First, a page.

For Immediate Release
October 7, 2002
For More Information:
Jeff Miller or Candice Johnson
CWA Communications, 202-434-1168
The hottest issues in information technology, job and training opportunities, the latest industry developments and resources for techs seeking a voice on the job all are part of a new online community for IT workers: www.techsunite.org.
From job issues, like the H-1B visa program and dealing with layoffs, to information about training available through CWA’s partnerships with some of the biggest IT corporations, www.techsunite.org will help IT workers find the answers and support they need.
It’s also a site where viewers will find one search interface to learn about what’s going on in their area — Java or other training, for example — as well as links to users groups and training providers, a very useful resource for tech workers.
The legal resources section helps IT workers keep up to date with the latest judicial action on benefits for freelance and temporary contract workers, employment law and worker rights. The community forum gives IT workers an opportunity to tell their stories – their personal struggles and successes in their work — and to debate ideas with tech workers nationwide. Another feature enables IT workers to become e-activists on key tech issues, from job rights for workers whose company has suddenly been sold to legislative initiatives.
The site also provides an opportunity for IT workers who are interested in building union representation at their workplaces to discuss issues with other IT workers who are organizing and to learn more about those campaigns. The Workers’ Stories section also highlights workers’ experiences at IT companies.
The Washington Alliance of Technology Workers-CWA, for example, is an organization of high tech workers with an effective voice for IT workers in the workplace and in public policy issues. Formed in 1998 to address problems faced by long-term temporary employees at companies like Microsoft, Washtech is an important resource for other workers looking to gain a voice.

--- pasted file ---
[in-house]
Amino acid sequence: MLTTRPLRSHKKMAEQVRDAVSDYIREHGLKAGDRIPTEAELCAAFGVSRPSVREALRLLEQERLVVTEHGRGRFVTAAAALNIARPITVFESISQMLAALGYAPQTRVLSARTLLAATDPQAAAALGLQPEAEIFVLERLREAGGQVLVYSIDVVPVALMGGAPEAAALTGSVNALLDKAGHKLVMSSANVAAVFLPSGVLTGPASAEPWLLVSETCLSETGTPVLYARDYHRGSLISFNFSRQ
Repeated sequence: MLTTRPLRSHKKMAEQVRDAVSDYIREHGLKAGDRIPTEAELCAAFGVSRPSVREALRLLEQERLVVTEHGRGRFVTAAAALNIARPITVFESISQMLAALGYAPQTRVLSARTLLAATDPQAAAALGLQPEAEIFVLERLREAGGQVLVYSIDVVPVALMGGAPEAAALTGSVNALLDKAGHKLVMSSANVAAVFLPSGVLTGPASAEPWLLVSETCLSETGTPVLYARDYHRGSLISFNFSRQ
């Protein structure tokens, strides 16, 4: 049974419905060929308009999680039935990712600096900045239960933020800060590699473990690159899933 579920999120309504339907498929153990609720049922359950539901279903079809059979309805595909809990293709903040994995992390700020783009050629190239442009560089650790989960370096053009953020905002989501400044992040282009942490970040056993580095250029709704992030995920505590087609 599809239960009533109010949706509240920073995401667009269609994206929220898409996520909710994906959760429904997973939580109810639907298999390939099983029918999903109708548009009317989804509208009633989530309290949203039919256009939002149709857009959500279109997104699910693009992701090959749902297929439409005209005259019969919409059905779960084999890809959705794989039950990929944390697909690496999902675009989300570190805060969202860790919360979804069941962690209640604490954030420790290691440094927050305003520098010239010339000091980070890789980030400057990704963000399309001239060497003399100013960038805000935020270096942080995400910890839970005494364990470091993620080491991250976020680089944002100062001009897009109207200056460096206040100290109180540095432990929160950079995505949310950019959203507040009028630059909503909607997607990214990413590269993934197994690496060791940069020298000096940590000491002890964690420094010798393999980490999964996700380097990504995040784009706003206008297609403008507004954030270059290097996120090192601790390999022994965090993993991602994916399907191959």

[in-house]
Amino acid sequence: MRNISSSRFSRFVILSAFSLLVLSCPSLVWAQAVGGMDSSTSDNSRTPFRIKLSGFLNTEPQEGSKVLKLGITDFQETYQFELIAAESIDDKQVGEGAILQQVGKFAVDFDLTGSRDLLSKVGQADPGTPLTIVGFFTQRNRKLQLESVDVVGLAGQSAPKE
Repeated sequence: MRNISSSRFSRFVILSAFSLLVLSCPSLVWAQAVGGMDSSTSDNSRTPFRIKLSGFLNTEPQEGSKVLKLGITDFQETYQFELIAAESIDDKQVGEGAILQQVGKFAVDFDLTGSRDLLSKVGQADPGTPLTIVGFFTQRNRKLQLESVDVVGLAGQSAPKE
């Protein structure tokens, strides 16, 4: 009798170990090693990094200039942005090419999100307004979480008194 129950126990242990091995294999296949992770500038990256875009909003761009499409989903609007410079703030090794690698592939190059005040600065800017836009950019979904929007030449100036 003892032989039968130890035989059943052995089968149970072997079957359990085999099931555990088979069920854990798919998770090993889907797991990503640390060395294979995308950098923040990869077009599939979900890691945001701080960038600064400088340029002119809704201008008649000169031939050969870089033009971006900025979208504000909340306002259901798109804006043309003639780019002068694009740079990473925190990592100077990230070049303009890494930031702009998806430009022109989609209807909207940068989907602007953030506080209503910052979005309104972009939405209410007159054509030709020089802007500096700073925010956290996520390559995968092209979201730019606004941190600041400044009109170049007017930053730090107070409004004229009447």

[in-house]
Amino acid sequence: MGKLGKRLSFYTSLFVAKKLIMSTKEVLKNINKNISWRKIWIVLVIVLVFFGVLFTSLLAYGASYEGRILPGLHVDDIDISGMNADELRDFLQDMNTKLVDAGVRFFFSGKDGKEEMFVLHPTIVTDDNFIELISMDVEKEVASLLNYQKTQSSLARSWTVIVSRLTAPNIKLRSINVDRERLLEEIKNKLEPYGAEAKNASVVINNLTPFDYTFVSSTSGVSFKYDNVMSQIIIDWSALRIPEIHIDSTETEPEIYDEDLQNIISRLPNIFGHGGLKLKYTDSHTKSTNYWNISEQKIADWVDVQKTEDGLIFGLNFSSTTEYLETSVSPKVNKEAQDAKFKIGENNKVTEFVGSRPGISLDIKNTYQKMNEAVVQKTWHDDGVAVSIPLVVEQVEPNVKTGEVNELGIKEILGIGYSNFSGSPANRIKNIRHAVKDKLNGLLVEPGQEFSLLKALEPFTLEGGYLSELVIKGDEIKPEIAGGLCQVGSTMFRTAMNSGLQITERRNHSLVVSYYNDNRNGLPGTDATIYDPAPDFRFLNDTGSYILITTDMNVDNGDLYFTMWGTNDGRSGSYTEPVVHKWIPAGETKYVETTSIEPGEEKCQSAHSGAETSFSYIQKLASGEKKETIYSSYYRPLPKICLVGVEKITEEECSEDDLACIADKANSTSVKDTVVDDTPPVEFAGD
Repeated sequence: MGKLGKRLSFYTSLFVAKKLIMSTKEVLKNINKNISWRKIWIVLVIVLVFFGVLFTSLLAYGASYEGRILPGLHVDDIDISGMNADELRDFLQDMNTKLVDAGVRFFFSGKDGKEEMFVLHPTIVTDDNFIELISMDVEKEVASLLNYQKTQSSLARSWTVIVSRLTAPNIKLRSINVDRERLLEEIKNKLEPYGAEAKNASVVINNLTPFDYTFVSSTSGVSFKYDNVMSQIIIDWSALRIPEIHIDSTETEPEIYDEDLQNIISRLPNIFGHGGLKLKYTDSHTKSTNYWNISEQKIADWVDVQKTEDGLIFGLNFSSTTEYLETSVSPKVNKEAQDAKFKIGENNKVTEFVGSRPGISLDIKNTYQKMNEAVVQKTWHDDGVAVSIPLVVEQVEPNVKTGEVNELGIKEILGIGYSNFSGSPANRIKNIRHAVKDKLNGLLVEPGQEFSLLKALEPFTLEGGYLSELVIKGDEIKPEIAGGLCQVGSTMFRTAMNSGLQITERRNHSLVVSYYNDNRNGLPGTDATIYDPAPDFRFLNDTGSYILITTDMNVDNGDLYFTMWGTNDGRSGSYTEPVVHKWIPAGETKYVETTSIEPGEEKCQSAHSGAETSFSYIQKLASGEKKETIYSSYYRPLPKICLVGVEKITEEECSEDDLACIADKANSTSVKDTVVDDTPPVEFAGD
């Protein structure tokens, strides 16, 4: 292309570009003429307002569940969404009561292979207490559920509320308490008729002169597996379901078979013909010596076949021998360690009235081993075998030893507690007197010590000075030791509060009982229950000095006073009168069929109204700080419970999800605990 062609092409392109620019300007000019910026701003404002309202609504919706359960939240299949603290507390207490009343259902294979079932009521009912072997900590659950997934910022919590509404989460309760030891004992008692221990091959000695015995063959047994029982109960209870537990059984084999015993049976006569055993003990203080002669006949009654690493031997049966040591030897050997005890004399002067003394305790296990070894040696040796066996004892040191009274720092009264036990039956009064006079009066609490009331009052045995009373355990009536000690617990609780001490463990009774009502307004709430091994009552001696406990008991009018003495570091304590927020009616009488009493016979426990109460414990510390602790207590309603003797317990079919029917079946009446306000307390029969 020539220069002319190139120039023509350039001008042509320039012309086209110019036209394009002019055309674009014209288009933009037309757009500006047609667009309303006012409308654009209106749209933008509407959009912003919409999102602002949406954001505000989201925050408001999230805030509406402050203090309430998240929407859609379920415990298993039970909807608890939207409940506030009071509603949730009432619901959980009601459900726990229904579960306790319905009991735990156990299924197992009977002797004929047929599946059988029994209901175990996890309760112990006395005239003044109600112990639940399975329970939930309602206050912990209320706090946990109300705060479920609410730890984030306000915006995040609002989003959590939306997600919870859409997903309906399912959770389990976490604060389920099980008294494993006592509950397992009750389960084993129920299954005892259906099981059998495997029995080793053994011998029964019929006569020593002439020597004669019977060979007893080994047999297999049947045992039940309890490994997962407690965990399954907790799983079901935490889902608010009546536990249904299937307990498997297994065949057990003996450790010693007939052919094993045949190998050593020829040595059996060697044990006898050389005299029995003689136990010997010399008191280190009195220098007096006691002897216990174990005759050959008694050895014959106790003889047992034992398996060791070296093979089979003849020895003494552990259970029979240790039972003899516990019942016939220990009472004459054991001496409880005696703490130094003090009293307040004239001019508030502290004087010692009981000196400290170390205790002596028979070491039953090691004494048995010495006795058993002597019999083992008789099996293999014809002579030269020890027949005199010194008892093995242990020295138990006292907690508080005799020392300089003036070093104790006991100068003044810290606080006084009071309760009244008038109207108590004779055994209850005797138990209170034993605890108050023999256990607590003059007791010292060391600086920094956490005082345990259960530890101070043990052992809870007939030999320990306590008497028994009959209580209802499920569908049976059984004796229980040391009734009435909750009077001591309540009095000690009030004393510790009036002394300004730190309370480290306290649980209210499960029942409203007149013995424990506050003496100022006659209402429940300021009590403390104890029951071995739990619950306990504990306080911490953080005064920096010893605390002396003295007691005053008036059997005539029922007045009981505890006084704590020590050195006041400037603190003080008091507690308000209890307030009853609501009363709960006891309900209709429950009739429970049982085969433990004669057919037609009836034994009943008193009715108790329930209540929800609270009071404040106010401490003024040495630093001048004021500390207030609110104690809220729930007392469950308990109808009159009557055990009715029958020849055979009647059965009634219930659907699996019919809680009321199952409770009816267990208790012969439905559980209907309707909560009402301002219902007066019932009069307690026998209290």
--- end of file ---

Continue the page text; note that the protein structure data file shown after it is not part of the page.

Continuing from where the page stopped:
The Alliance@IBM-CWA has a membership of about 5,000 IT workers at IBM Corp. locations nationwide. Information from members of the Alliance about their campaign to win a union voice also is linked to the site.
There is growing interest among IT professionals and other workers in union representation. Recent polling by Peter D. Hart Research Associates found that 58 percent of workers ages 18 to 34 would vote for a voice at work if given the chance. Professional workers in such information industries as media, information processing, communications, higher education and more, increasingly are looking to CWA for a voice in shaping the policies that affect their careers and their futures, from job and compensation issues to concerns about free speech and association.
CWA Executive Vice President Larry Cohen said the site will be very important for IT workers who have been hit hard by the free fall of the high tech industry.
“In the recent IT collapse, the high tech industry has shown itself to be no different from the old mass-production industry model, with frontline IT workers seen as costs to be cut instead of the real resource and value they represent,” Cohen said.
He cited a recent report by the Washington Alliance of Technology Workers-CWA, funded by the Ford Foundation, which pointed out the great disparity in compensation between most IT employees and top high tech executives. “A shared voice and a real stake in the company for high tech workers is the key to the innovation and productivity that IT companies need to be competitive,” he said, adding that the site “will support tech workers as they organize to get that voice,”
The site is a project of the Communications Workers of America, the union for information technology and communications workers, in conjunction with Washtech and the Carol/Trevelyan Strategy Group.